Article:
A little guide to writing letters
Although writing letters is not a rocket science, it has its rules and traps where you can fall if you do not have the knowledge to write a letter. Writing letters is simple, but difficult, and the fact that there are even university courses (Business Correspondence) that teach students how to write letters, suggests that writing letters is more than just common sense and good grammar. Well, you can not do without common sense and good grammar, but it's not enough to have them in your arsenal of writing letters. There are rules about style, arrangement, formatting, punctuation, etc. who distinguish a badly written letter from the perfect letter. Many word processors offer help in formatting and arranging the letter, but it does not hurt if you know how to do it because if the word processor suggests options, you will not be able to choose wisely.
So no matter what your writing skills are, get ready to write drafts. After writing a draft and thinking for a while, you will see that there are so many other things you can add, or that can be rewritten in a more precise, concise or understandable way. Writing letters at the last minute before the deadline, for example the introductory letter that you will present with a project, is hectic and if you do not give yourself time to think about the letter, you will certainly miss some of the important points you would have otherwise included.
Although there are differences, especially style, for different types of letters (personal letters, business letters, etc.), the basic rules are not so different. The style and arrangement of letters are autonomous subjects and are explained in separate articles. We suggest you read the basics of style and arrangement, then return to the punctuation and formatting sections below.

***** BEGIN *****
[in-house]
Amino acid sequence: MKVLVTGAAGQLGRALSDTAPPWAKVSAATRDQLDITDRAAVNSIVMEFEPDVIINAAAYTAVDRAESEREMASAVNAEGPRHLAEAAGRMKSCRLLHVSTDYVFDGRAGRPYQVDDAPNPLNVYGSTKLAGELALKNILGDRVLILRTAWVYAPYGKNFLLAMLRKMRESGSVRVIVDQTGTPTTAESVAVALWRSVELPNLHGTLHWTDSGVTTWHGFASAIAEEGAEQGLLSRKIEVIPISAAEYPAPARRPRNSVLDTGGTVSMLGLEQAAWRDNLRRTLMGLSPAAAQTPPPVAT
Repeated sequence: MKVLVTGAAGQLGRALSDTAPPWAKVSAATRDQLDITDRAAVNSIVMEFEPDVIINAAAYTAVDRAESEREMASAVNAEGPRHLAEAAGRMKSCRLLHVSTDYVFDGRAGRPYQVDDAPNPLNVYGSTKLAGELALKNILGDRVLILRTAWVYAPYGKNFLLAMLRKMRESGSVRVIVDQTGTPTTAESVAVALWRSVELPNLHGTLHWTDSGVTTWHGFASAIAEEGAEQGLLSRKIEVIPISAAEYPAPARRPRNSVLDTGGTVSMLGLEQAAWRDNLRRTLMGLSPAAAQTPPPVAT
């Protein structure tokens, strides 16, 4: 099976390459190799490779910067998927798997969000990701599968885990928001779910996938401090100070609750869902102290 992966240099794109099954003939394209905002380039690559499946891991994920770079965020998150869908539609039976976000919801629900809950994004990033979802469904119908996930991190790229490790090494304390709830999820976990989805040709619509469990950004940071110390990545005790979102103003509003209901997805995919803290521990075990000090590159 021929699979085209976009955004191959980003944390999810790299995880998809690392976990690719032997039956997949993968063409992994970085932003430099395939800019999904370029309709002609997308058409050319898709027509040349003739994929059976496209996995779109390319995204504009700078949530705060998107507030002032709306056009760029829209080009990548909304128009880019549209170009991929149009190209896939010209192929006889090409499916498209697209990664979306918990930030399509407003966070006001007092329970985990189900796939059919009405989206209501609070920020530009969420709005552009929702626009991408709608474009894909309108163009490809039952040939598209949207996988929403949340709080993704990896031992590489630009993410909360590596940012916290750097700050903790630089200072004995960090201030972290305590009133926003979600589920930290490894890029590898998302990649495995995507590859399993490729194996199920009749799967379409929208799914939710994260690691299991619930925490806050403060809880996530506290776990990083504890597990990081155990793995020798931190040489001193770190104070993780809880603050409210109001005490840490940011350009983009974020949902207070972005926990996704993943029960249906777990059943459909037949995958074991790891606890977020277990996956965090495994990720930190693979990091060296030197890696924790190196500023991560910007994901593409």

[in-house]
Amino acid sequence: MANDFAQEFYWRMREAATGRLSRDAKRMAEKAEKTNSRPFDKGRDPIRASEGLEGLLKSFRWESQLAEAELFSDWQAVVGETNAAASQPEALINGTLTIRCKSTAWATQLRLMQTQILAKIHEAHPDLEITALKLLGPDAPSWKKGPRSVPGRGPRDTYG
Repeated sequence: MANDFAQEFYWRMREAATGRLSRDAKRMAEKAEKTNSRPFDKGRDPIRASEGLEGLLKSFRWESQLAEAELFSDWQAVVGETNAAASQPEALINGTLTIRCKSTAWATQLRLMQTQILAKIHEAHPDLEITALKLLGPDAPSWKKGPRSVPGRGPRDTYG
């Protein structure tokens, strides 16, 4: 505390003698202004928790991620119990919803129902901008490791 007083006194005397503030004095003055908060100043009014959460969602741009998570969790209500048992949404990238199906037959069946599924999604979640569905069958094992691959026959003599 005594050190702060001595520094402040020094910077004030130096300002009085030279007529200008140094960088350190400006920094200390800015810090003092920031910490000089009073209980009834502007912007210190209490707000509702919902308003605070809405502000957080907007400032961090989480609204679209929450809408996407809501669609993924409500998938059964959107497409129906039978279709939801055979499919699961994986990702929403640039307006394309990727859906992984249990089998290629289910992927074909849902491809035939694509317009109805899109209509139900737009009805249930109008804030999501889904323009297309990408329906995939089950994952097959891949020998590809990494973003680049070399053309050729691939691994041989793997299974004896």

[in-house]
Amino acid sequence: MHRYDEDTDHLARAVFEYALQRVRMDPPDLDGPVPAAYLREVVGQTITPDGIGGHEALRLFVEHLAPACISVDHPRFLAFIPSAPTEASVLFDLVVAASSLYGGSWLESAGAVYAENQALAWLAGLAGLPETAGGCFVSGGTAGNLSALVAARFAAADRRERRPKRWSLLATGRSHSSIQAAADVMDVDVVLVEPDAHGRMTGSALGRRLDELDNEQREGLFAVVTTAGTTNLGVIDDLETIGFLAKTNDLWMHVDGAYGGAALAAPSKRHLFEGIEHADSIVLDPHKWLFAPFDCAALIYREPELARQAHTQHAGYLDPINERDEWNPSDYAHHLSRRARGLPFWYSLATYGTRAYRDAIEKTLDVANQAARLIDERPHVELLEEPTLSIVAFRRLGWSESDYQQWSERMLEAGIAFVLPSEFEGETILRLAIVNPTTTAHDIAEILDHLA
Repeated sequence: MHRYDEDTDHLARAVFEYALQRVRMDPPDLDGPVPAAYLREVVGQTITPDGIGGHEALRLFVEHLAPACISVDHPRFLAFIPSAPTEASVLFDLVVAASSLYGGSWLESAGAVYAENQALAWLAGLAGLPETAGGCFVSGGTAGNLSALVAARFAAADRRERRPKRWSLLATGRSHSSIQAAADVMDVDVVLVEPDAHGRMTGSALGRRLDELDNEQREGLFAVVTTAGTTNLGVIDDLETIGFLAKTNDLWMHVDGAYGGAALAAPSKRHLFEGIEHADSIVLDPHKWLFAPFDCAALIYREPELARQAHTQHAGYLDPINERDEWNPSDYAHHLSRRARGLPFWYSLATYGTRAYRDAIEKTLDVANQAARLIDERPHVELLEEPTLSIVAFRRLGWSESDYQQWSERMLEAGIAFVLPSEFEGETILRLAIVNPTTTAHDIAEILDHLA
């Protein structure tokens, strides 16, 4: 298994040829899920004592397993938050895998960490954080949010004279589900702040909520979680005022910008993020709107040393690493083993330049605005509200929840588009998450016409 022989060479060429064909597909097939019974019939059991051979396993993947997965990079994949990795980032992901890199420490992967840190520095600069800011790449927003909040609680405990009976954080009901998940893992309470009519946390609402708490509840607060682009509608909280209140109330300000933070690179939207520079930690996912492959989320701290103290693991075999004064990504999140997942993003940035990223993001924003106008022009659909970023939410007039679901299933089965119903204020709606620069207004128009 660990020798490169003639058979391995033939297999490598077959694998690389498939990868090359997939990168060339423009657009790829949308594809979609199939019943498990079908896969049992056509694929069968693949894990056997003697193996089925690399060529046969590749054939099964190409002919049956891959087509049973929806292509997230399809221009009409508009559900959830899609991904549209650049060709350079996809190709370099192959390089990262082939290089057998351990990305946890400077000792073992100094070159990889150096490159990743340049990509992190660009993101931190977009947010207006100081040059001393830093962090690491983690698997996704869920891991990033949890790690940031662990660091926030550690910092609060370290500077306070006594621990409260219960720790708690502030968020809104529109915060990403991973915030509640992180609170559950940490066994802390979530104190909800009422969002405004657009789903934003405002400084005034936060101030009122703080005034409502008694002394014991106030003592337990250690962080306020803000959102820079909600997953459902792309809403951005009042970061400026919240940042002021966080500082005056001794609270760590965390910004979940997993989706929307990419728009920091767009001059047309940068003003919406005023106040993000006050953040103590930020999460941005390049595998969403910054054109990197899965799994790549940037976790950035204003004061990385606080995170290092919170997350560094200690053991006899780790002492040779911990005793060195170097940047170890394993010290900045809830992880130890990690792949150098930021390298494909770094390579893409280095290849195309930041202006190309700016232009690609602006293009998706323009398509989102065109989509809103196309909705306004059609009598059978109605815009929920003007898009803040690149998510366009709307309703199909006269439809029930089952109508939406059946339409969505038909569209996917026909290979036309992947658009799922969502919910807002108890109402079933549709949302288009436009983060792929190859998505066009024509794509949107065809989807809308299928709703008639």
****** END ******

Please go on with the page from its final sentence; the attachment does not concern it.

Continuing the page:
Punctuation, spelling and the meaning of words
Style is important to make a good impression with your letters, but if you want to make them really professional, small things like punctuation and spelling are done or not. Spelling mistakes are one of the most irritating things in a letter because they reveal not only illiteracy, but especially negligence (running a spelling checker is so easy that there is no excuse to skip this last step). Word processing software is not always useful for re-reading text, because word processors do not usually check for words that do not have the right meaning. Spell checkers only check if the words in your letter are present in their dictionary - that is, you have written 'male' instead of 'mail', or 'mane', or 'mall'; but a spelling checker does not report an error because there is a word "male"; and it's spelled exactly like that. So, if you have a sentence like, "When I came to the office, I checked the male. instead of 'When I arrived at the office, I checked the mail', a spelling checker will not report an error.
Well, with regard to punctuation, spelling checkers are more useful. They usually report missing capital letters at the beginning of sentences, missing commas or incorrectly inserted commas, etc., but they are not so smart to tell you the truth.
Formatting rules for writing letters
Compared to style and arrangement, the formatting rules are so small that they hardly require much attention. But still, if you do not know them, the result can be embarrassing. While it seems more than obvious that one should not do it, it is no exception to see business letters in bright, brilliant colors and whimsical fonts that are hard to read. Glossy and shiny colors and whimsical fonts are mostly personal letters, although you can sometimes use them in promotional letters, but they do not belong to serious formal letters.
One of the most irritating violations of formatting rules is when you use multiple font types and font sizes in your letter. Or even worse - you do not notice that the first five words of your letter are formatted in Arial 10pt., The next fifteen are in Verdana 12 pt., The end of the paragraph (with half of the next) is in Times New Roman 12 pt., And so on, and so on. For everyone who has ever touched a word processor, such a letter sounds ridiculous.